If you’re planning an event for athletes with disabilities, here’s something to keep in mind: you’re working with a community that is very well-connected. Its members talk, share information about what’s coming up and discuss the events they’ve been to. If you put on a good event that is accessible and fun, your participants are likely to let others know about it and to recommend it to their friends the following year.
If you take the additional step of engaging some of those people on your leadership team, you exponentially increase your chances of success. They will give you insights and advice you never even considered and will be an enormous asset to you in your planning process. Like everyone else on your team, they’re invested and therefore, very interested in the success of the event. It’s likely they’ll be able to help the news of your event reach even more people. (This is an important point since first-time event organizers may not know exactly how to reach the broader community of those with disabilities.)
Your organizational team, after all, should be made up of a variety of people, each of whom brings something specific to the mix. You may have someone who knows finances very well, someone who is good at development, someone who knows the sport well, someone who is familiar with the city or venue you’re using, someone who knows how to get the message out to media – and someone who knows the ins and outs of what makes an event truly accessible (rather than just ADA-compliant, as we mentioned earlier). It’s no good having a team to plan an event if everyone has the exact same interest and skill set.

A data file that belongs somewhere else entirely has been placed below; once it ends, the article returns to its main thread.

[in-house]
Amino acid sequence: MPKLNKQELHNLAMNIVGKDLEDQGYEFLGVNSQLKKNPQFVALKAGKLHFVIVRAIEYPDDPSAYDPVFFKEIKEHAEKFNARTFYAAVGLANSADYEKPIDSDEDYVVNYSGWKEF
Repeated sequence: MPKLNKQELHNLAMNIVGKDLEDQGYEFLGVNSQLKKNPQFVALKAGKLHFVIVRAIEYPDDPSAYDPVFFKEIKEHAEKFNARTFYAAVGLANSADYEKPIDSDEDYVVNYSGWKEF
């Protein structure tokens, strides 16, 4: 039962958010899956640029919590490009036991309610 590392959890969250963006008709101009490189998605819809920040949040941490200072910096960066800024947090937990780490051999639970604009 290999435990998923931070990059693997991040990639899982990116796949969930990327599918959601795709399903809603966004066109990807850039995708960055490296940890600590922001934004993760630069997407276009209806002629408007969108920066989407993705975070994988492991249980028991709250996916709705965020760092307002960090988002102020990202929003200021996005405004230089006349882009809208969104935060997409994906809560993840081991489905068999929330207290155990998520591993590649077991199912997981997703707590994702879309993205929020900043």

Be Open to Change: No event survives without evolving. Be ready to re-examine your registration forms and processes, the routes of your race or ride, the venue, the menu, the layout and anything else. Things can easily become outdated without anyone realizing it. At the same time, keep your eyes open to what’s going on around you. There are plenty of times I hear about something and think, ‘Wow, that sounds like a great idea for an event,’ or even ‘Whoa, that doesn’t sound like it went well; I won’t try that.’ In all cases, it’s an opportunity to learn something.
Reap the Rewards: The challenges are worth it. Putting on an event that includes individuals with disabilities takes extra effort and planning. But at the end of the day, the risks and challenges and fears that come along with that effort are so worthwhile when you compare them with the reward that comes as a result from doing it right. SDM